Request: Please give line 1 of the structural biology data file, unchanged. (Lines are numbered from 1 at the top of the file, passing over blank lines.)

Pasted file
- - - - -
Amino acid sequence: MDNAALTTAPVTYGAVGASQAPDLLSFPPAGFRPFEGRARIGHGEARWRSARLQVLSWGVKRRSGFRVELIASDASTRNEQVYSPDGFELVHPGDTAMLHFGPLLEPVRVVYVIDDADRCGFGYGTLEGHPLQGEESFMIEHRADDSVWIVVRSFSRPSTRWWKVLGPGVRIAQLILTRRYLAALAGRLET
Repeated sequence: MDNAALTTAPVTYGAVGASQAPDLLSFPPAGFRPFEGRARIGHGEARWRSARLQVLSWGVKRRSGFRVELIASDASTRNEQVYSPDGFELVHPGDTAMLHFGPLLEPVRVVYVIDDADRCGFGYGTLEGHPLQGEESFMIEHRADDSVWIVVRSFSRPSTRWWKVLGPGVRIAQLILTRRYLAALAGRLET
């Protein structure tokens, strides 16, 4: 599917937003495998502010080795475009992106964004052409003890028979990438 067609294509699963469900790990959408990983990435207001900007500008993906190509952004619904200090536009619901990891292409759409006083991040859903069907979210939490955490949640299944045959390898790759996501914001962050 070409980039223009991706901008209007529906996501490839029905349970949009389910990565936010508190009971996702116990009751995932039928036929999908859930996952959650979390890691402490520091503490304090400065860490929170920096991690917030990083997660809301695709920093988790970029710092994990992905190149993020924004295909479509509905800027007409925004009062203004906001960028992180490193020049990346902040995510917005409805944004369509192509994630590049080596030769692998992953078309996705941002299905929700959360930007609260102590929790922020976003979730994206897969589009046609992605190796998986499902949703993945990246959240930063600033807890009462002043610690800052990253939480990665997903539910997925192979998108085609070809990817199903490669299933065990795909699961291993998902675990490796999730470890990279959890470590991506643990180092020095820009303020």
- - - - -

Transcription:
Amino acid sequence: MDNAALTTAPVTYGAVGASQAPDLLSFPPAGFRPFEGRARIGHGEARWRSARLQVLSWGVKRRSGFRVELIASDASTRNEQVYSPDGFELVHPGDTAMLHFGPLLEPVRVVYVIDDADRCGFGYGTLEGHPLQGEESFMIEHRADDSVWIVVRSFSRPSTRWWKVLGPGVRIAQLILTRRYLAALAGRLET